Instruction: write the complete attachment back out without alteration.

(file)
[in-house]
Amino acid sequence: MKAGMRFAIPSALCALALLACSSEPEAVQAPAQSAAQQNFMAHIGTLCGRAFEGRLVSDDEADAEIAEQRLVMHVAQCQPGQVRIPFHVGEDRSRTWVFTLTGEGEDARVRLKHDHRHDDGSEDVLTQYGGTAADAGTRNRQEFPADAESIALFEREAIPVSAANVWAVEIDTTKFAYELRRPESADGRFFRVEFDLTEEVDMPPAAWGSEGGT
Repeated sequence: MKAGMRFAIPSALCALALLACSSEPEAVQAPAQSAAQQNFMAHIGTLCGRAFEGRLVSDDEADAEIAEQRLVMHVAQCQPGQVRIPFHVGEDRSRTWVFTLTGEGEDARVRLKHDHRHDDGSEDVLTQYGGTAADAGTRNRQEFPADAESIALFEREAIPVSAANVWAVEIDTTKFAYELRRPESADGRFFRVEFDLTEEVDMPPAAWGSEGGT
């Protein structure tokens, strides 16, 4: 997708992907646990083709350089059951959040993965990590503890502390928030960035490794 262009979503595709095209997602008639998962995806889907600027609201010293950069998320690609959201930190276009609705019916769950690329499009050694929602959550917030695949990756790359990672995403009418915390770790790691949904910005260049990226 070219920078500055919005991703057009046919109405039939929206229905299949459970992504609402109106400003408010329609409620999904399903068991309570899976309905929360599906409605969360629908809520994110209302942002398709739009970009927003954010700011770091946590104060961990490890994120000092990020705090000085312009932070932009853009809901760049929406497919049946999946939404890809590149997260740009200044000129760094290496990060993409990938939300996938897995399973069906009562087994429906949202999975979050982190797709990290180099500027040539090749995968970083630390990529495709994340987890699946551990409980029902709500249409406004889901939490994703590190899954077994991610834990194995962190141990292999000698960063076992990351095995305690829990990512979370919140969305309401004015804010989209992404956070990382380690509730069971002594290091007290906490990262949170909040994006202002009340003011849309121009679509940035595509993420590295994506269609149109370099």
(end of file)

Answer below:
[in-house]
Amino acid sequence: MKAGMRFAIPSALCALALLACSSEPEAVQAPAQSAAQQNFMAHIGTLCGRAFEGRLVSDDEADAEIAEQRLVMHVAQCQPGQVRIPFHVGEDRSRTWVFTLTGEGEDARVRLKHDHRHDDGSEDVLTQYGGTAADAGTRNRQEFPADAESIALFEREAIPVSAANVWAVEIDTTKFAYELRRPESADGRFFRVEFDLTEEVDMPPAAWGSEGGT
Repeated sequence: MKAGMRFAIPSALCALALLACSSEPEAVQAPAQSAAQQNFMAHIGTLCGRAFEGRLVSDDEADAEIAEQRLVMHVAQCQPGQVRIPFHVGEDRSRTWVFTLTGEGEDARVRLKHDHRHDDGSEDVLTQYGGTAADAGTRNRQEFPADAESIALFEREAIPVSAANVWAVEIDTTKFAYELRRPESADGRFFRVEFDLTEEVDMPPAAWGSEGGT
């Protein structure tokens, strides 16, 4: 997708992907646990083709350089059951959040993965990590503890502390928030960035490794 262009979503595709095209997602008639998962995806889907600027609201010293950069998320690609959201930190276009609705019916769950690329499009050694929602959550917030695949990756790359990672995403009418915390770790790691949904910005260049990226 070219920078500055919005991703057009046919109405039939929206229905299949459970992504609402109106400003408010329609409620999904399903068991309570899976309905929360599906409605969360629908809520994110209302942002398709739009970009927003954010700011770091946590104060961990490890994120000092990020705090000085312009932070932009853009809901760049929406497919049946999946939404890809590149997260740009200044000129760094290496990060993409990938939300996938897995399973069906009562087994429906949202999975979050982190797709990290180099500027040539090749995968970083630390990529495709994340987890699946551990409980029902709500249409406004889901939490994703590190899954077994991610834990194995962190141990292999000698960063076992990351095995305690829990990512979370919140969305309401004015804010989209992404956070990382380690509730069971002594290091007290906490990262949170909040994006202002009340003011849309121009679509940035595509993420590295994506269609149109370099």